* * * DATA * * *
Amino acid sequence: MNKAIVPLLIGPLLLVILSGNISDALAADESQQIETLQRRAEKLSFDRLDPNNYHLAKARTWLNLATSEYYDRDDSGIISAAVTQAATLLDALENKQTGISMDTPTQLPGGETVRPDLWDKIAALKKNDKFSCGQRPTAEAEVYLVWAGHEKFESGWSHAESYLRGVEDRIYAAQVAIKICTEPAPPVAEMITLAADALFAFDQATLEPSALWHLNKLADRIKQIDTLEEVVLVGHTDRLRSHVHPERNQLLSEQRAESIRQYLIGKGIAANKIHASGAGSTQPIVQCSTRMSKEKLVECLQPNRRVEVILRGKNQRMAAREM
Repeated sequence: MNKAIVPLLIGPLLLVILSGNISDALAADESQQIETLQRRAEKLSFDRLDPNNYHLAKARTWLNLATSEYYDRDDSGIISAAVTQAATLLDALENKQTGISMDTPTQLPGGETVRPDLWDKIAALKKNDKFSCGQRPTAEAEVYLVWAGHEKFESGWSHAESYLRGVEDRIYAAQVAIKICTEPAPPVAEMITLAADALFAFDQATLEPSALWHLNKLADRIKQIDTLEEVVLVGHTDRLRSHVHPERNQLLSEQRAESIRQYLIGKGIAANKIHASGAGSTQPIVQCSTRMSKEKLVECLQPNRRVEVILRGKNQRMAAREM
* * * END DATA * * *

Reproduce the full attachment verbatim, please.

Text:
Amino acid sequence: MNKAIVPLLIGPLLLVILSGNISDALAADESQQIETLQRRAEKLSFDRLDPNNYHLAKARTWLNLATSEYYDRDDSGIISAAVTQAATLLDALENKQTGISMDTPTQLPGGETVRPDLWDKIAALKKNDKFSCGQRPTAEAEVYLVWAGHEKFESGWSHAESYLRGVEDRIYAAQVAIKICTEPAPPVAEMITLAADALFAFDQATLEPSALWHLNKLADRIKQIDTLEEVVLVGHTDRLRSHVHPERNQLLSEQRAESIRQYLIGKGIAANKIHASGAGSTQPIVQCSTRMSKEKLVECLQPNRRVEVILRGKNQRMAAREM
Repeated sequence: MNKAIVPLLIGPLLLVILSGNISDALAADESQQIETLQRRAEKLSFDRLDPNNYHLAKARTWLNLATSEYYDRDDSGIISAAVTQAATLLDALENKQTGISMDTPTQLPGGETVRPDLWDKIAALKKNDKFSCGQRPTAEAEVYLVWAGHEKFESGWSHAESYLRGVEDRIYAAQVAIKICTEPAPPVAEMITLAADALFAFDQATLEPSALWHLNKLADRIKQIDTLEEVVLVGHTDRLRSHVHPERNQLLSEQRAESIRQYLIGKGIAANKIHASGAGSTQPIVQCSTRMSKEKLVECLQPNRRVEVILRGKNQRMAAREM